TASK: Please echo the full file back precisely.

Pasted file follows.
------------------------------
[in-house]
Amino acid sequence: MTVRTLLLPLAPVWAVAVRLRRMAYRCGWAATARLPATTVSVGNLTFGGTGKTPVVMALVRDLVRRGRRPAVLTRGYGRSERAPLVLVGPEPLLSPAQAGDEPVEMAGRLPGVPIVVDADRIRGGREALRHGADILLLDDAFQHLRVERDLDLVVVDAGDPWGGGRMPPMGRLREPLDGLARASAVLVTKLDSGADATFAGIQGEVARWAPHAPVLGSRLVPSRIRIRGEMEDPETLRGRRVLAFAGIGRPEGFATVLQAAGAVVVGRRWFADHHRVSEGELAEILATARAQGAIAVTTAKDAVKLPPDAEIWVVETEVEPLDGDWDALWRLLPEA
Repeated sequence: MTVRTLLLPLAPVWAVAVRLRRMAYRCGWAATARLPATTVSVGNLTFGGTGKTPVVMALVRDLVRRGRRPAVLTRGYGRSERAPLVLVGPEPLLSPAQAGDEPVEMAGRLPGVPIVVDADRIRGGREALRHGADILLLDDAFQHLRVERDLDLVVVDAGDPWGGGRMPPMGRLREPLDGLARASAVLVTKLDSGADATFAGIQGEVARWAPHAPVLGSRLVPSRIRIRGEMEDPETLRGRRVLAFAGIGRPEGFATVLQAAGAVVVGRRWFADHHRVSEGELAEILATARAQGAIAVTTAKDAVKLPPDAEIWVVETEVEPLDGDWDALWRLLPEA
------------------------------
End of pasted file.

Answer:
[in-house]
Amino acid sequence: MTVRTLLLPLAPVWAVAVRLRRMAYRCGWAATARLPATTVSVGNLTFGGTGKTPVVMALVRDLVRRGRRPAVLTRGYGRSERAPLVLVGPEPLLSPAQAGDEPVEMAGRLPGVPIVVDADRIRGGREALRHGADILLLDDAFQHLRVERDLDLVVVDAGDPWGGGRMPPMGRLREPLDGLARASAVLVTKLDSGADATFAGIQGEVARWAPHAPVLGSRLVPSRIRIRGEMEDPETLRGRRVLAFAGIGRPEGFATVLQAAGAVVVGRRWFADHHRVSEGELAEILATARAQGAIAVTTAKDAVKLPPDAEIWVVETEVEPLDGDWDALWRLLPEA
Repeated sequence: MTVRTLLLPLAPVWAVAVRLRRMAYRCGWAATARLPATTVSVGNLTFGGTGKTPVVMALVRDLVRRGRRPAVLTRGYGRSERAPLVLVGPEPLLSPAQAGDEPVEMAGRLPGVPIVVDADRIRGGREALRHGADILLLDDAFQHLRVERDLDLVVVDAGDPWGGGRMPPMGRLREPLDGLARASAVLVTKLDSGADATFAGIQGEVARWAPHAPVLGSRLVPSRIRIRGEMEDPETLRGRRVLAFAGIGRPEGFATVLQAAGAVVVGRRWFADHHRVSEGELAEILATARAQGAIAVTTAKDAVKLPPDAEIWVVETEVEPLDGDWDALWRLLPEA